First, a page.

Nearly 800 faith leaders, victims of police misconduct, family members of people killed by law enforcement, and other community members staged a sit-in outside of Governor Brown’s office on Wednesday following a march and rally for police reform. Chants echoed through the halls as participants called on Governor Brown to affirm his support for a bill to combat racial and identity profiling by law enforcement in California.
Today’s actions echo growing demands for systemic police reform as the country reels from the recent, high-profile deaths of several unarmed people of color over the past year. AB 953: The Racial and Identity Profiling Act of 2015 was introduced by Assemblymember Shirley Weber (D-San Diego) to combat racial and identity profiling by law enforcement.
“Recent incidents have forced us to confront some ugly truths about the persistence of racial bias in law enforcement. One of our best defenses is information about who is stopped by police and why. Currently, information on these incidents isn’t provided publicly in a comprehensive way. The goal of AB 953 is to rectify this so we can make policies with the best information possible,” Weber, said.
According to an independent analysis, unarmed black men are seven times more likely than unarmed white men to die by police gunfire. Yet while the deaths of unarmed men of color have dominated the conversation on race and policing nationwide, organizers for Wednesday’s events also stressed the impacts of biased policing on women, members of the LGBTQ community, immigrants, and religious minorities.
“For far too long Black, Indigenous, Latino, and immigrant communities have been unfairly profiled, harassed, and killed by law enforcement,” said Rev. Ben McBride, Director of Regional Clergy Development for PICO California. “Law enforcement has gone unchecked and the state legislature has failed at protecting those most vulnerable to police misconduct. The passage of AB 953 is just one way state legislators can begin to root out the evil ingrained in the culture of mass criminalization that exists in our state. Black lives matter. People of color matter. We must demand that our elected officials and law enforcement officers do what they are paid to do and that is protect us.”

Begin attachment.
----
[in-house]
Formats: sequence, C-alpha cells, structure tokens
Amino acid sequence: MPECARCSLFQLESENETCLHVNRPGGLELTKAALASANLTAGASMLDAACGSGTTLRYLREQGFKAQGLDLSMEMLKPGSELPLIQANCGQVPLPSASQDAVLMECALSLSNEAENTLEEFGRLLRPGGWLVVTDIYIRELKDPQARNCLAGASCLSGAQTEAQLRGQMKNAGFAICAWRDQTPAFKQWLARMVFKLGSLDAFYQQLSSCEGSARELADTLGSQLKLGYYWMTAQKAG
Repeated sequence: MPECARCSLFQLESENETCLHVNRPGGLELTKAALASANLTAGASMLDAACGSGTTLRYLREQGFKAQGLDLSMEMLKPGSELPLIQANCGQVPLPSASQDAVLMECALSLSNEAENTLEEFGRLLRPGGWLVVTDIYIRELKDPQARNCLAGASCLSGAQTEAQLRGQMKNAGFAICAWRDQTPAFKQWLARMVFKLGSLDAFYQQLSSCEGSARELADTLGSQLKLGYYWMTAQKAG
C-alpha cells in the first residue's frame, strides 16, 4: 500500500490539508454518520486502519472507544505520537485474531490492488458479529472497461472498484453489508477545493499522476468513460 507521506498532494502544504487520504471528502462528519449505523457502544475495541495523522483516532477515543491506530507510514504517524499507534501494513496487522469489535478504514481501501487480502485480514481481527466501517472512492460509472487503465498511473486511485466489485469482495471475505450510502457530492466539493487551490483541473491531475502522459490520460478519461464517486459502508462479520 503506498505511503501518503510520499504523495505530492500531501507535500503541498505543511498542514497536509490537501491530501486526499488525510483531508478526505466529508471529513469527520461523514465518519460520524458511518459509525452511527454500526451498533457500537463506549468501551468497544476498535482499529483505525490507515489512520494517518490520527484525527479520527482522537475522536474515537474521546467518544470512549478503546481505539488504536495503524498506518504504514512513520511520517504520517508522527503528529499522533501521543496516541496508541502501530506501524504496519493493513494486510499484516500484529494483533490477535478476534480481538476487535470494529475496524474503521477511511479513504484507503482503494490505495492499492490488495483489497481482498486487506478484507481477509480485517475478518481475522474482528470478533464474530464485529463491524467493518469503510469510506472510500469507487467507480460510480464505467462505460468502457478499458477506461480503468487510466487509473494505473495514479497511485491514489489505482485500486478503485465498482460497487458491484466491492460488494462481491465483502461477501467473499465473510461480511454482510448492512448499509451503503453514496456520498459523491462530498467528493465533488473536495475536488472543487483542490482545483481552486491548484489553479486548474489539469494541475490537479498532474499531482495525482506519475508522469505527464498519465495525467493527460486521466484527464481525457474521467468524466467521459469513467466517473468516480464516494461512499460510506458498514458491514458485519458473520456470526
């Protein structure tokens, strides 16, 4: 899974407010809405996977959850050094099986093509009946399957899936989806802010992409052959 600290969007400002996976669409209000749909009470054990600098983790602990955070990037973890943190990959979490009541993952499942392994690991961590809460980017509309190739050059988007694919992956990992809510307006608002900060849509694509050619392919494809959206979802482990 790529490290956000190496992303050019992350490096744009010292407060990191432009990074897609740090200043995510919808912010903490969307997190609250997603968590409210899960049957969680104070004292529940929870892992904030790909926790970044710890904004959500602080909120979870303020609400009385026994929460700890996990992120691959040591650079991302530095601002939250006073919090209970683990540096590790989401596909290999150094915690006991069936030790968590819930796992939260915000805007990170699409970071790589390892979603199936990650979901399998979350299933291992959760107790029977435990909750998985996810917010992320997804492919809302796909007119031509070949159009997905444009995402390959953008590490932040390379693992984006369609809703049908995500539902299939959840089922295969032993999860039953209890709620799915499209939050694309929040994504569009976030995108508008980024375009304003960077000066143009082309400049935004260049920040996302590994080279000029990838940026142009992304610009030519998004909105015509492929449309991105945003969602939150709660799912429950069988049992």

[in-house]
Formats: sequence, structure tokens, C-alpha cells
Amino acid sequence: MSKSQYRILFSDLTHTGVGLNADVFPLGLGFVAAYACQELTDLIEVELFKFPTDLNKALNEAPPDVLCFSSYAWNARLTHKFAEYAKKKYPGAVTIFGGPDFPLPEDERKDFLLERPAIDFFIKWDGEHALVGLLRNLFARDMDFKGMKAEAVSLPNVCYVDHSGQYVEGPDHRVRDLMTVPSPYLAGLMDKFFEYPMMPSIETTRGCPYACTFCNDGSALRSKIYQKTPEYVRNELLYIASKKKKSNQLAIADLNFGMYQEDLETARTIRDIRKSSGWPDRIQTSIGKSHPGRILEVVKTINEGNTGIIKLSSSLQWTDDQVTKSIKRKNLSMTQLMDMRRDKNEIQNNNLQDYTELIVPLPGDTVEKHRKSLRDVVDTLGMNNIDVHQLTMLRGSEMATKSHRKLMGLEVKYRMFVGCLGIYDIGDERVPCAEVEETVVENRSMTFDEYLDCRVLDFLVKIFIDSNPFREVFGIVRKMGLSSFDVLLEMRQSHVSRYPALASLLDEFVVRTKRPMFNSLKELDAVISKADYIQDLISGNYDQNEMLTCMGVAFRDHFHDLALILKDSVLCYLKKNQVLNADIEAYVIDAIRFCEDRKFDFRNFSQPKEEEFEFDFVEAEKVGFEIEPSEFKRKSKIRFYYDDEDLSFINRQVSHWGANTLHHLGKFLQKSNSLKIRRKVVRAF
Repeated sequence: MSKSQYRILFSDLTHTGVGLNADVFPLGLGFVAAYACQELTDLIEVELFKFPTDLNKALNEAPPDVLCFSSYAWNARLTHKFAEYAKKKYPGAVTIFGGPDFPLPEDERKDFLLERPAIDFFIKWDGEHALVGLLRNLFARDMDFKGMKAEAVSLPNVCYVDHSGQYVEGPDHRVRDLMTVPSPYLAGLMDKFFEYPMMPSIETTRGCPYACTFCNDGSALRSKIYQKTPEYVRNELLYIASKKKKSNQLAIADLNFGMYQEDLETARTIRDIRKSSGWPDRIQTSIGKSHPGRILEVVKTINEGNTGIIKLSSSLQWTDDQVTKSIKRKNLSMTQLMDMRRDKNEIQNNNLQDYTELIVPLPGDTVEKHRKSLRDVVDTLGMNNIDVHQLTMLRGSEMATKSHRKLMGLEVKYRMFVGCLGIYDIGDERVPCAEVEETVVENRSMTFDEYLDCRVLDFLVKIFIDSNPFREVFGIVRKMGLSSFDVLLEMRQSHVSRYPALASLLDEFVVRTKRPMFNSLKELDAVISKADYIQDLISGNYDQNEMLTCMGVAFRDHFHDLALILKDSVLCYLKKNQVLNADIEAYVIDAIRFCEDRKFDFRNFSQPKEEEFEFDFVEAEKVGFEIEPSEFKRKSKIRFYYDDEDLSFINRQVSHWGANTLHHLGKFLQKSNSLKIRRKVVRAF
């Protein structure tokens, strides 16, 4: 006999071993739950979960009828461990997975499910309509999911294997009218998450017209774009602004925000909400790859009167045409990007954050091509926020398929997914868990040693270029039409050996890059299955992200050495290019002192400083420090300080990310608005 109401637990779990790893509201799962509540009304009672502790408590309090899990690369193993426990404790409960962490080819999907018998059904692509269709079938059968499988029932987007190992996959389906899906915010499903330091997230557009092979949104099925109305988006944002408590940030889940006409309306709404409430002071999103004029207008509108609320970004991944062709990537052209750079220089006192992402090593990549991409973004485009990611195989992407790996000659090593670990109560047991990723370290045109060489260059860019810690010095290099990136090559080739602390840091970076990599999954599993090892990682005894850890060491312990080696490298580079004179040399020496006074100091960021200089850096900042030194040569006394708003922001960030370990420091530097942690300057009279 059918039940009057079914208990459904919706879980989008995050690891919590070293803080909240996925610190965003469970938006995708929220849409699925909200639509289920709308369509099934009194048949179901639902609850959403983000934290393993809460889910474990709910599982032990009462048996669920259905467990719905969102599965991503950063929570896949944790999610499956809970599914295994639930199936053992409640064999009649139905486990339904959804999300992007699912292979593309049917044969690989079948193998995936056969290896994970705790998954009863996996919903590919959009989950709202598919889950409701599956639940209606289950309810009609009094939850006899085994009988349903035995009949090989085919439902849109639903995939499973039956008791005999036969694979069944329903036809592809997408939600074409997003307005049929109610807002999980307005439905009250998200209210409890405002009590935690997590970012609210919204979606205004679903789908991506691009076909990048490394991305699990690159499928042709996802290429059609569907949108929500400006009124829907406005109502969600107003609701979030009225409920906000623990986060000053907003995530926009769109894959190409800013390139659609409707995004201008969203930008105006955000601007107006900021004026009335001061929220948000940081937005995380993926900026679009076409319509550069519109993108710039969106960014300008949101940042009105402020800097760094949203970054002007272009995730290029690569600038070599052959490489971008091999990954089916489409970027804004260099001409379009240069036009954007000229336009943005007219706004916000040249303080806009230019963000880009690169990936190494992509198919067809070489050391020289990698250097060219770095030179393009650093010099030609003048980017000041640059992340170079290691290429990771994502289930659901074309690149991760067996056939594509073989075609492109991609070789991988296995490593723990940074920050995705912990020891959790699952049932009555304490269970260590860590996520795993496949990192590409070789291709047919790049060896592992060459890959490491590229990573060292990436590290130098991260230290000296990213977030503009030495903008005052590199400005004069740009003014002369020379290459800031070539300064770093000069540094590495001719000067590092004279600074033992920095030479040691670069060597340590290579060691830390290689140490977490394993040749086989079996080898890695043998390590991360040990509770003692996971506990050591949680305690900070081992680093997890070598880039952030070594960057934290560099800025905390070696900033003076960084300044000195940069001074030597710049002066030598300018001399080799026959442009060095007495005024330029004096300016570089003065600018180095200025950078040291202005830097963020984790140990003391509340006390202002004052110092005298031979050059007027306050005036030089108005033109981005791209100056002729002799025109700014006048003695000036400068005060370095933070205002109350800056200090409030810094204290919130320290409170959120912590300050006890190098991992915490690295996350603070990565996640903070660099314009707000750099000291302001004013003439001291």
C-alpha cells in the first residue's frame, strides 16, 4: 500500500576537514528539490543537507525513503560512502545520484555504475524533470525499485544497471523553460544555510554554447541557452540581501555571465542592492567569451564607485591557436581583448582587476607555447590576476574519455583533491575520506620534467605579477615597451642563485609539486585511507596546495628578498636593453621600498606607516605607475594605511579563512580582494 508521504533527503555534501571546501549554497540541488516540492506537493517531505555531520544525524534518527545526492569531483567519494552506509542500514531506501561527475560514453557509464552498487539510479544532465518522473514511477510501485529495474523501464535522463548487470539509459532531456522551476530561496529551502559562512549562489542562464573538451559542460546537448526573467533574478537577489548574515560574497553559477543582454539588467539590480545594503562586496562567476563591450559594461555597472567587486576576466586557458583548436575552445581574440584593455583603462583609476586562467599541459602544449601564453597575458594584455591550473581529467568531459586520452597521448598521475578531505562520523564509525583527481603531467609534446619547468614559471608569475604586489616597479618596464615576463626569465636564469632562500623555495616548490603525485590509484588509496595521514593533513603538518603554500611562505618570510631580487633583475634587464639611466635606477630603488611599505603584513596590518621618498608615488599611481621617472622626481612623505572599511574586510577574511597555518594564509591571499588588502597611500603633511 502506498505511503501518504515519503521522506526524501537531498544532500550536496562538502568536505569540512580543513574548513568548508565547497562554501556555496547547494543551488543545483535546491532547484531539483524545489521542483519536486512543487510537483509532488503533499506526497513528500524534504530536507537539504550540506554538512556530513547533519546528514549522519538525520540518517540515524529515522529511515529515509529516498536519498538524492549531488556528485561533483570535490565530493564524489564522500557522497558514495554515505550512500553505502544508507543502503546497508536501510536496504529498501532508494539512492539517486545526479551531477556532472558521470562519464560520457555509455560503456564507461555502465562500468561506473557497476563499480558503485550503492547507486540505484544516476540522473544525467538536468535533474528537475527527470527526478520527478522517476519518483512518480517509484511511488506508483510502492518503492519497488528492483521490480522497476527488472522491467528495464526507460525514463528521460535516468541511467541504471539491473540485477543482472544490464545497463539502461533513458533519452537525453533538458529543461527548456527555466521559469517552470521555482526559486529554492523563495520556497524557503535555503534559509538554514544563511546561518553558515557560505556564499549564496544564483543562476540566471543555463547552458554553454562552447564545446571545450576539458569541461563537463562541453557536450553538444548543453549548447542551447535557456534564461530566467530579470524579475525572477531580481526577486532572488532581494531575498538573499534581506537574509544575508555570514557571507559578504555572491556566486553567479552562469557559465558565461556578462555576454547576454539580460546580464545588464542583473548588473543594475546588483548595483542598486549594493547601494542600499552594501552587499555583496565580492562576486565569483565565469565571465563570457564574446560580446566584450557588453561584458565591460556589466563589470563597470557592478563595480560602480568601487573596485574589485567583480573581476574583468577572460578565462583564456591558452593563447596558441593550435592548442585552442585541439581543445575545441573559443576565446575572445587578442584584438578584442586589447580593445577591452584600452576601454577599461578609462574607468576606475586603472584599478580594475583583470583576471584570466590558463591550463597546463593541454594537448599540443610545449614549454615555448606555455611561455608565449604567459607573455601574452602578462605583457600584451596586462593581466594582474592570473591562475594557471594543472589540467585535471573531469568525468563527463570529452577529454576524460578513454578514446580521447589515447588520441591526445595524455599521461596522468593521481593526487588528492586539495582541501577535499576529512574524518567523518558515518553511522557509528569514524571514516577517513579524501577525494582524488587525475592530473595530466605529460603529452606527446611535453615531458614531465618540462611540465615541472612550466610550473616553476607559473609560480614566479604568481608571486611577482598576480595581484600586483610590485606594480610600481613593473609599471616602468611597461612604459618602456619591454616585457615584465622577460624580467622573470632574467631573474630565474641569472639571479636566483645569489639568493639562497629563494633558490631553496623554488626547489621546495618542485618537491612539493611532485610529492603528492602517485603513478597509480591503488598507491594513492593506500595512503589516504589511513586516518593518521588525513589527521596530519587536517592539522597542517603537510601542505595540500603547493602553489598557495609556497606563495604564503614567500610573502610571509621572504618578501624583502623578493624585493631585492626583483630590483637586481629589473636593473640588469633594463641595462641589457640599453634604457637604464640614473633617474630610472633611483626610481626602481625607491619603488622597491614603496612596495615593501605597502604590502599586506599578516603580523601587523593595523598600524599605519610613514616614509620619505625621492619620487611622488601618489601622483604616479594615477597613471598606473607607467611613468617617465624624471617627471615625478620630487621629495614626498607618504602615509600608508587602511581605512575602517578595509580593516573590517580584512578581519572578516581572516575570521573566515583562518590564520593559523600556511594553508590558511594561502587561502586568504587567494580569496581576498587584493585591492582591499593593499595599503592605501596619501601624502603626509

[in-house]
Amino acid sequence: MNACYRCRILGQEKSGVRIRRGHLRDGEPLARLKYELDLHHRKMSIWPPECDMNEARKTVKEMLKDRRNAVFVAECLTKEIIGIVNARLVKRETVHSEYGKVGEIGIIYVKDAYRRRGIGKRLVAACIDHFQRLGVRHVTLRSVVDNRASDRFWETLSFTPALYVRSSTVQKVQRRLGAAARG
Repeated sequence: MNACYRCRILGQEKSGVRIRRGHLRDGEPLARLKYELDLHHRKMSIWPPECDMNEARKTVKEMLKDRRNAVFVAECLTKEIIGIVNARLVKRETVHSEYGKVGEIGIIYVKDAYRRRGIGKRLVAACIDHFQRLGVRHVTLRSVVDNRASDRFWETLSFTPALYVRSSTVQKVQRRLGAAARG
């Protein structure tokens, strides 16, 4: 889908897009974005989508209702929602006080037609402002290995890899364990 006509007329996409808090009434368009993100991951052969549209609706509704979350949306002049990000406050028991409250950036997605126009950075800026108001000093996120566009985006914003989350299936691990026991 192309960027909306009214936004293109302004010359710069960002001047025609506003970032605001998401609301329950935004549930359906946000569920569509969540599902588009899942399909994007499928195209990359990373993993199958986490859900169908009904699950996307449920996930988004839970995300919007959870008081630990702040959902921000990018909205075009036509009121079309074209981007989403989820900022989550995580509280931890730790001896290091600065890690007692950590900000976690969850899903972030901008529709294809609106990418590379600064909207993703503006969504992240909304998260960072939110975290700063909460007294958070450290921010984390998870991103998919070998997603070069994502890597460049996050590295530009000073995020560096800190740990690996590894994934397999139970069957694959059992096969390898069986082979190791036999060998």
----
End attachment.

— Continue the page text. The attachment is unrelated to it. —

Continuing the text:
With 129 people killed by law enforcement this year alone, California holds the ominous record for the highest number of deaths in the country. Alarmingly, the Los Angeles Police Department has killed more people than any other agency in the country. However, the state still does not collect, analyze, or make available basic information about who the police, stop, search or even shoot.
Among those at the rally was Ruben Bermudez, whose son, Eduardo, was shot and killed by LA County Sheriff deputies in East Los Angeles on November 16, 2014. Ruben has been a parent leader with the Youth Justice Coalition ever since, working with other families who have survived the killing of their loved ones by law enforcement to push for recognition, respect, dignity and human rights for the victims of law enforcement profiling, suppression and use of force.
He traveled to Sacramento to speak at the rally and in front of the Governor's Office about Eduardo. He choked back tears as he spoke. "Eduardo was a good boy. He didn't deserve to die like an animal in the street. His sister witnessed him getting shot. His aunt yelled at the sheriffs - 'Please don't shoot; he won't hurt you.' And they shot him down anyway. We will never be the same. I can't sleep any longer. I can't stop crying. We have to fight back. We have to push the legislature and governor to pass AB 953 for the data. Eduardo and Ricardo were standing in front of their own apartment buildings. There was no reason to stop them, let alone to drive up fast with several squad cars with guns out. We have to demand that law enforcement tells us WHO they are stopping and WHY."
After staging three four and half minute die-ins during a two hour rally on the South Lawn, protesters entered the capitol to urge Governor Brown to sign AB 953, citing racial profiling as one of the reasons why people of color are being killed by police at racially disproportionate rates.
If approved, AB 953 would:
- Update California’s definition of racial and identity profiling to be in line with federal recommendations by including other demographic characteristics, such as gender and sexual orientation.
- Require that California law enforcement agencies uniformly collect and report data on stops, frisks, and other interactions with the communities they serve.
- Establish an advisory board to analyze stop data and develop recommendations to address problems with disparate policing where they exist.
AB 953 moved out of the Senate Appropriations Committee and is now headed to the Senate floor for a full vote.
The Communities United Coalition is comprised of the six AB 953 cosponsor organizations: PICO California, ACLU of California, Youth Justice Coalition, Asian Americans Advancing Justice, Reform California, and Dignity and Power Now, as well as other organizations that also support the bill.